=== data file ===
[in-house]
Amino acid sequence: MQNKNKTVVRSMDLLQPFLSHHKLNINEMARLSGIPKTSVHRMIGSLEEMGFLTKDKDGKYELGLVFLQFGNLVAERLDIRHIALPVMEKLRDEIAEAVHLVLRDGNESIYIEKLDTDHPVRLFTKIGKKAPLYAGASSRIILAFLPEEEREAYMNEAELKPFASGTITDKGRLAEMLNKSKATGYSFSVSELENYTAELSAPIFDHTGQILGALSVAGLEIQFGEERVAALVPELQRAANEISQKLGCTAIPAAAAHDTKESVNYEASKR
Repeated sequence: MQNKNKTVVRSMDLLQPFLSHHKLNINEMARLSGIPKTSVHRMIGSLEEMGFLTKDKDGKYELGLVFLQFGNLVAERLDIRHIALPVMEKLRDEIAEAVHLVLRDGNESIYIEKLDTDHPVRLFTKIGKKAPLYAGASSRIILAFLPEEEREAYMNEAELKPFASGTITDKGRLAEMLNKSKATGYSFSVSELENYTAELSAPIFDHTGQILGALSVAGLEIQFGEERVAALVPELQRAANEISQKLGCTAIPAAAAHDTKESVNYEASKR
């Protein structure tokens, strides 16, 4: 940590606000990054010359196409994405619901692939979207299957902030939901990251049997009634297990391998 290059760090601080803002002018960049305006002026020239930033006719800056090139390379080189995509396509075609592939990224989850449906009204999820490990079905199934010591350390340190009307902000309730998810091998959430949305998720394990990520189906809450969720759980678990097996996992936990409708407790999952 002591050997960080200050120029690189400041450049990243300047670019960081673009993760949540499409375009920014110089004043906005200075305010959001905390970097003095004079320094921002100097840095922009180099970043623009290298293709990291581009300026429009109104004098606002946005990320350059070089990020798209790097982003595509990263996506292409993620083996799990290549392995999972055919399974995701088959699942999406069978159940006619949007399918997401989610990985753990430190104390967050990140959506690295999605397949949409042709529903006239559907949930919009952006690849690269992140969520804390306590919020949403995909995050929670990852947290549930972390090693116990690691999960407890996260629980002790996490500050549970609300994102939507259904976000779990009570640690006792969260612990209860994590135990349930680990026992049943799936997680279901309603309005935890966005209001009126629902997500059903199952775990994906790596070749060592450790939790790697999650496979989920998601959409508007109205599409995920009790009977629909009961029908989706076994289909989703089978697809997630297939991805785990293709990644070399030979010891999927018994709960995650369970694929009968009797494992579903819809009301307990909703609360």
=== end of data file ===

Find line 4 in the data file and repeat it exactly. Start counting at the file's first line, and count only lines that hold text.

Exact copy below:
């Protein structure tokens, strides 16, 4: 940590606000990054010359196409994405619901692939979207299957902030939901990251049997009634297990391998 290059760090601080803002002018960049305006002026020239930033006719800056090139390379080189995509396509075609592939990224989850449906009204999820490990079905199934010591350390340190009307902000309730998810091998959430949305998720394990990520189906809450969720759980678990097996996992936990409708407790999952 002591050997960080200050120029690189400041450049990243300047670019960081673009993760949540499409375009920014110089004043906005200075305010959001905390970097003095004079320094921002100097840095922009180099970043623009290298293709990291581009300026429009109104004098606002946005990320350059070089990020798209790097982003595509990263996506292409993620083996799990290549392995999972055919399974995701088959699942999406069978159940006619949007399918997401989610990985753990430190104390967050990140959506690295999605397949949409042709529903006239559907949930919009952006690849690269992140969520804390306590919020949403995909995050929670990852947290549930972390090693116990690691999960407890996260629980002790996490500050549970609300994102939507259904976000779990009570640690006792969260612990209860994590135990349930680990026992049943799936997680279901309603309005935890966005209001009126629902997500059903199952775990994906790596070749060592450790939790790697999650496979989920998601959409508007109205599409995920009790009977629909009961029908989706076994289909989703089978697809997630297939991805785990293709990644070399030979010891999927018994709960995650369970694929009968009797494992579903819809009301307990909703609360």